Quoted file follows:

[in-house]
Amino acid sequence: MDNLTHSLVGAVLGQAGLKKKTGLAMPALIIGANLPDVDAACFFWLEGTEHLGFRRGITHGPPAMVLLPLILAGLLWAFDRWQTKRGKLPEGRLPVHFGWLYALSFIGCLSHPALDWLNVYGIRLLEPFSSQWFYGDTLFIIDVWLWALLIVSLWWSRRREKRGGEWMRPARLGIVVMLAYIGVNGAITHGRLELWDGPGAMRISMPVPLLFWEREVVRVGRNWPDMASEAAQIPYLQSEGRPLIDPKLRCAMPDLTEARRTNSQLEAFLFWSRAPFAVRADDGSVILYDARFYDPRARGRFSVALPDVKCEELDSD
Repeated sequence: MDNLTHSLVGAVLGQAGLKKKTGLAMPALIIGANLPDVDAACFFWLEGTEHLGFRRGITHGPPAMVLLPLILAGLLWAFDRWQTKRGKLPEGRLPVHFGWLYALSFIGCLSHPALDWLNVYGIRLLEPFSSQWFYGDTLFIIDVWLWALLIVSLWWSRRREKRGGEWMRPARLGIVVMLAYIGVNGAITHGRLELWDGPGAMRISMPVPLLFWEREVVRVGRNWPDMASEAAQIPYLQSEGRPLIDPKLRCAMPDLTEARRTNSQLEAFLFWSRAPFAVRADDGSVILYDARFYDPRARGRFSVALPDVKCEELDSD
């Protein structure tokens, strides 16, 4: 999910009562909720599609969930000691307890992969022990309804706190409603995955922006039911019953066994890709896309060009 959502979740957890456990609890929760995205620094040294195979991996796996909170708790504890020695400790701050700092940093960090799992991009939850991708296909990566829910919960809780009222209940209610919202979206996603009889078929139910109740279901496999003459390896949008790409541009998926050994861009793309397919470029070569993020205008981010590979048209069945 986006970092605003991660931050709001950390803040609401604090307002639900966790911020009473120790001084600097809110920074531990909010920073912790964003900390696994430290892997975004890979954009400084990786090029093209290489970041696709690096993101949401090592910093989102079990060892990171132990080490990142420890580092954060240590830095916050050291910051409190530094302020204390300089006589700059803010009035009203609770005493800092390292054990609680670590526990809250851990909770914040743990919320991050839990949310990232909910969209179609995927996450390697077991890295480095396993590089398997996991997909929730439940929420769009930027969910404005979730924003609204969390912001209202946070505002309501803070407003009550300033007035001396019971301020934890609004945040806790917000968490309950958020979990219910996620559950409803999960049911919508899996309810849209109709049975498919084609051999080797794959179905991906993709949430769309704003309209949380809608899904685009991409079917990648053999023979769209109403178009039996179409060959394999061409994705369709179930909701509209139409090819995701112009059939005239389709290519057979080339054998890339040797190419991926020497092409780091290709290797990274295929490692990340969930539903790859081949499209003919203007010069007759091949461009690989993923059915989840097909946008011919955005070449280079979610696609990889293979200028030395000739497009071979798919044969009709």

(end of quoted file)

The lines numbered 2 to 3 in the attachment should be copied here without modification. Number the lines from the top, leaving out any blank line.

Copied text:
Amino acid sequence: MDNLTHSLVGAVLGQAGLKKKTGLAMPALIIGANLPDVDAACFFWLEGTEHLGFRRGITHGPPAMVLLPLILAGLLWAFDRWQTKRGKLPEGRLPVHFGWLYALSFIGCLSHPALDWLNVYGIRLLEPFSSQWFYGDTLFIIDVWLWALLIVSLWWSRRREKRGGEWMRPARLGIVVMLAYIGVNGAITHGRLELWDGPGAMRISMPVPLLFWEREVVRVGRNWPDMASEAAQIPYLQSEGRPLIDPKLRCAMPDLTEARRTNSQLEAFLFWSRAPFAVRADDGSVILYDARFYDPRARGRFSVALPDVKCEELDSD
Repeated sequence: MDNLTHSLVGAVLGQAGLKKKTGLAMPALIIGANLPDVDAACFFWLEGTEHLGFRRGITHGPPAMVLLPLILAGLLWAFDRWQTKRGKLPEGRLPVHFGWLYALSFIGCLSHPALDWLNVYGIRLLEPFSSQWFYGDTLFIIDVWLWALLIVSLWWSRRREKRGGEWMRPARLGIVVMLAYIGVNGAITHGRLELWDGPGAMRISMPVPLLFWEREVVRVGRNWPDMASEAAQIPYLQSEGRPLIDPKLRCAMPDLTEARRTNSQLEAFLFWSRAPFAVRADDGSVILYDARFYDPRARGRFSVALPDVKCEELDSD